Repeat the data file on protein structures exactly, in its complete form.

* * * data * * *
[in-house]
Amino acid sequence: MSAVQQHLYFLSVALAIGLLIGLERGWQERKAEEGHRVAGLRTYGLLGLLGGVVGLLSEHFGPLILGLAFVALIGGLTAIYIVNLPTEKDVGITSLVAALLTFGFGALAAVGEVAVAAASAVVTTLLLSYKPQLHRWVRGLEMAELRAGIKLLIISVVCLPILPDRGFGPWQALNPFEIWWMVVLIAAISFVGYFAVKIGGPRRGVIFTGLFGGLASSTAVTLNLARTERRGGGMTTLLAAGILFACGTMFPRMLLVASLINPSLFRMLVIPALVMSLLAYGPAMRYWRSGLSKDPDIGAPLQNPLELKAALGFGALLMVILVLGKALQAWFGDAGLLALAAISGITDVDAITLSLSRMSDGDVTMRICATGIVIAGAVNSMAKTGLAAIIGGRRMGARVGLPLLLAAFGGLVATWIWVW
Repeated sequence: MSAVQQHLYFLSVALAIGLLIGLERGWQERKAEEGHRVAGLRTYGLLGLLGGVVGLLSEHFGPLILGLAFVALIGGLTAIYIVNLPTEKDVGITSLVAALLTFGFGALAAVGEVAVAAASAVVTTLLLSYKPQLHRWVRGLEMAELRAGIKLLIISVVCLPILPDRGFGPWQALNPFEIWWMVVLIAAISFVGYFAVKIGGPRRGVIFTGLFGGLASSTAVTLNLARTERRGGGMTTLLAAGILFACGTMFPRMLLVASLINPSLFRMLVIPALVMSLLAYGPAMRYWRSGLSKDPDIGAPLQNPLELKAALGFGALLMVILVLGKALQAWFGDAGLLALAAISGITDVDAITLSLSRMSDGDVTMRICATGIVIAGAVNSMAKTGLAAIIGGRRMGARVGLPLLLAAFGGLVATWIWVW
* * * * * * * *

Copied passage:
[in-house]
Amino acid sequence: MSAVQQHLYFLSVALAIGLLIGLERGWQERKAEEGHRVAGLRTYGLLGLLGGVVGLLSEHFGPLILGLAFVALIGGLTAIYIVNLPTEKDVGITSLVAALLTFGFGALAAVGEVAVAAASAVVTTLLLSYKPQLHRWVRGLEMAELRAGIKLLIISVVCLPILPDRGFGPWQALNPFEIWWMVVLIAAISFVGYFAVKIGGPRRGVIFTGLFGGLASSTAVTLNLARTERRGGGMTTLLAAGILFACGTMFPRMLLVASLINPSLFRMLVIPALVMSLLAYGPAMRYWRSGLSKDPDIGAPLQNPLELKAALGFGALLMVILVLGKALQAWFGDAGLLALAAISGITDVDAITLSLSRMSDGDVTMRICATGIVIAGAVNSMAKTGLAAIIGGRRMGARVGLPLLLAAFGGLVATWIWVW
Repeated sequence: MSAVQQHLYFLSVALAIGLLIGLERGWQERKAEEGHRVAGLRTYGLLGLLGGVVGLLSEHFGPLILGLAFVALIGGLTAIYIVNLPTEKDVGITSLVAALLTFGFGALAAVGEVAVAAASAVVTTLLLSYKPQLHRWVRGLEMAELRAGIKLLIISVVCLPILPDRGFGPWQALNPFEIWWMVVLIAAISFVGYFAVKIGGPRRGVIFTGLFGGLASSTAVTLNLARTERRGGGMTTLLAAGILFACGTMFPRMLLVASLINPSLFRMLVIPALVMSLLAYGPAMRYWRSGLSKDPDIGAPLQNPLELKAALGFGALLMVILVLGKALQAWFGDAGLLALAAISGITDVDAITLSLSRMSDGDVTMRICATGIVIAGAVNSMAKTGLAAIIGGRRMGARVGLPLLLAAFGGLVATWIWVW